What is my Kasparov Number?

This has been a fun week in sport, what with England slaughtered at the Gabbatoir and Anand sliced up by Carlsen’s endgame magic. The latter games were fascinating if not necessarily exciting per se; consisting more of slow grinds rather than Kasparov style flourishes. Speaking of Kasparov, following Andrew Gelman, one defines the Kasparov number as the length of the shortest (ordered) chain of people (starting at you and ending at Kasparov) such that each person has beaten his or her successor at a game of chess. Let me also define the weaker “Draw Kasparov” number where one now allows either wins or draws. Being a little light on official tournament play myself, I have felt free to suitably relax the requirement of where the games take place.

The best upper bounds I could come up with for my Kasparov number are around 6, which is probably pretty close to the right answer. However, my “draw” number against Kasparov is 2: I drew* with the British GM Tony Miles in 1991, and Miles’ best result against Kasparov was a draw (he was crushed by Kasparov 5.5-0.5 in 1986, but that 0.5 point counts!)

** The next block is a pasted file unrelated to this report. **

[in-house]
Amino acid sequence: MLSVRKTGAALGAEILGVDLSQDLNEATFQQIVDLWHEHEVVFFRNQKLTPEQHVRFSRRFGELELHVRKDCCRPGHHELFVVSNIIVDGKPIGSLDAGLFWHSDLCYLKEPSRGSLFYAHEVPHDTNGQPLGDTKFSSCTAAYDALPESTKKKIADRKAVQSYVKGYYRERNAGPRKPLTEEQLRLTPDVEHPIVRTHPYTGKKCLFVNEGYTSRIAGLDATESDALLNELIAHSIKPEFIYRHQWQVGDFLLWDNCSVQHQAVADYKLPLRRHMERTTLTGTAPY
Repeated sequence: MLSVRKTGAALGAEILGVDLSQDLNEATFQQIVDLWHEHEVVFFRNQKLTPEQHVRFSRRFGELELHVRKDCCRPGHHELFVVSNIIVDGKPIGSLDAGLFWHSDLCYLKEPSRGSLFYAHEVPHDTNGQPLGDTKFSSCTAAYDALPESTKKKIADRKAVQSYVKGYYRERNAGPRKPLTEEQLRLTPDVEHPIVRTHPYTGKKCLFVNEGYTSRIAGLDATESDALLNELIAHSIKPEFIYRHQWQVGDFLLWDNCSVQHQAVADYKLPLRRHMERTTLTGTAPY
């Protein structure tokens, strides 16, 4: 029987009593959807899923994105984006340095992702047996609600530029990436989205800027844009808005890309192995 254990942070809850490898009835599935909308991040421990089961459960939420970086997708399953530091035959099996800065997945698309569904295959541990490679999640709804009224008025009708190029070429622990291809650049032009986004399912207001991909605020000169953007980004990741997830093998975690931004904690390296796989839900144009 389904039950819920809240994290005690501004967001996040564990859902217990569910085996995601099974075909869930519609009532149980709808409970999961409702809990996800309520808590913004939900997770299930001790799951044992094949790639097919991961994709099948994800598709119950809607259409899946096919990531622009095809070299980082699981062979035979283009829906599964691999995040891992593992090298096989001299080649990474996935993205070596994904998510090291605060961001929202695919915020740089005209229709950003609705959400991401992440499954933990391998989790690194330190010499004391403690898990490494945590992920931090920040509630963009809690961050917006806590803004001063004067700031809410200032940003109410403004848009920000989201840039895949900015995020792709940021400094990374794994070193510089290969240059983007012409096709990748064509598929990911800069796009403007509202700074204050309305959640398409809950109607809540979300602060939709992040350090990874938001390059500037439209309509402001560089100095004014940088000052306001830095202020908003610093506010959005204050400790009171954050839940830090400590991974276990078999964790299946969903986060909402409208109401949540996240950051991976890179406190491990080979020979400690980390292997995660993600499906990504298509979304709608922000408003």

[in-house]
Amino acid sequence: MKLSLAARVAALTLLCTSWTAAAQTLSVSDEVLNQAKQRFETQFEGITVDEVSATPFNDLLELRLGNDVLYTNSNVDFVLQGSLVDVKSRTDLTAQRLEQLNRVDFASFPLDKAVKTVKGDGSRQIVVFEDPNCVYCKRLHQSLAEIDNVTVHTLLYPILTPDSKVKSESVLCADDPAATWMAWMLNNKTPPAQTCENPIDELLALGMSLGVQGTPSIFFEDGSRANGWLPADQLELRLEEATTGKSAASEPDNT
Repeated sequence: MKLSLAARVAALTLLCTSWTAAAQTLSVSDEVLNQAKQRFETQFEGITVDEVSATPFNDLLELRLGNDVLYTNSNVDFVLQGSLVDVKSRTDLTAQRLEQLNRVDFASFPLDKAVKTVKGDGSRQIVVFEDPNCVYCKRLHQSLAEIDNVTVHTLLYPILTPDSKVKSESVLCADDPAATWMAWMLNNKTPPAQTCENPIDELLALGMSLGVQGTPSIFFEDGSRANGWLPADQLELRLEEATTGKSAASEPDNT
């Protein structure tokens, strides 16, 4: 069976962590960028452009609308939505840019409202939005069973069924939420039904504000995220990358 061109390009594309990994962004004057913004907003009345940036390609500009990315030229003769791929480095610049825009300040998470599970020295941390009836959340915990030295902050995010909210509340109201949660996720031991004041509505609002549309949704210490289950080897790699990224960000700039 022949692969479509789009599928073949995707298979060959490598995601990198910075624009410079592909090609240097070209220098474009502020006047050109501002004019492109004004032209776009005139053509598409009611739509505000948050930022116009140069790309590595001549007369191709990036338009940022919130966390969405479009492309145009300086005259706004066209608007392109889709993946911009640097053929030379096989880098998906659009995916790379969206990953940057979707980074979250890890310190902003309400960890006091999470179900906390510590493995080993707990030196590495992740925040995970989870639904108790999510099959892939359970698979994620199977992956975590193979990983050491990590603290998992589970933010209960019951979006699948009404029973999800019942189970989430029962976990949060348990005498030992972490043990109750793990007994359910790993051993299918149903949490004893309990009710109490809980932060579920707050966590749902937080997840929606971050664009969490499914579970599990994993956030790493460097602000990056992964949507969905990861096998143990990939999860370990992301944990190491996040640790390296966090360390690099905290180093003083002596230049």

*OK, this game took place as part of a 40 player simultaneous exhibition, but that still counts!

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4 Responses to What is my Kasparov Number?

  1. Olivier says:

    Very interesting. At first I thought my Kasparov number (sticking to the definition using only tournament play) would be extremely high (after all, it is very hard to beat Kasparov) but the more I think about it, the clearer it seems to me that any player who has retained an ELO rating for more than a few years must have a Kasparov number not higher than 10 (look for games when your opponent was at its weakest), which is way less than I imagined (FWIW, I couldn’t make an explicit path from me to Kasparov but I must be just a couple of players away from Spassky or Smyslov, for instance, as they both played numerous tournaments in France).

  2. Olivier says:

    And now after a chat with my go-to mathematician for all things related to sports, I have the definite way to improve one’s Kasparov number: challenge David Harari, who has a Kasparov number of 3 (beat Manuel Apicella who beat Joël Lautier who beat Kasparov).

  3. O-O-O says:

    If you go to http://ibeatgarry.com (or back when this site existed), you find that the most common number for expert/master player is 3, almost everyone in the US factors through someone like Yermolinsky (who beat 12-year Garik in 1975). This site was based on Mega Base 2005 IIRC.

  4. Pingback: Me versus Magnus | Persiflage

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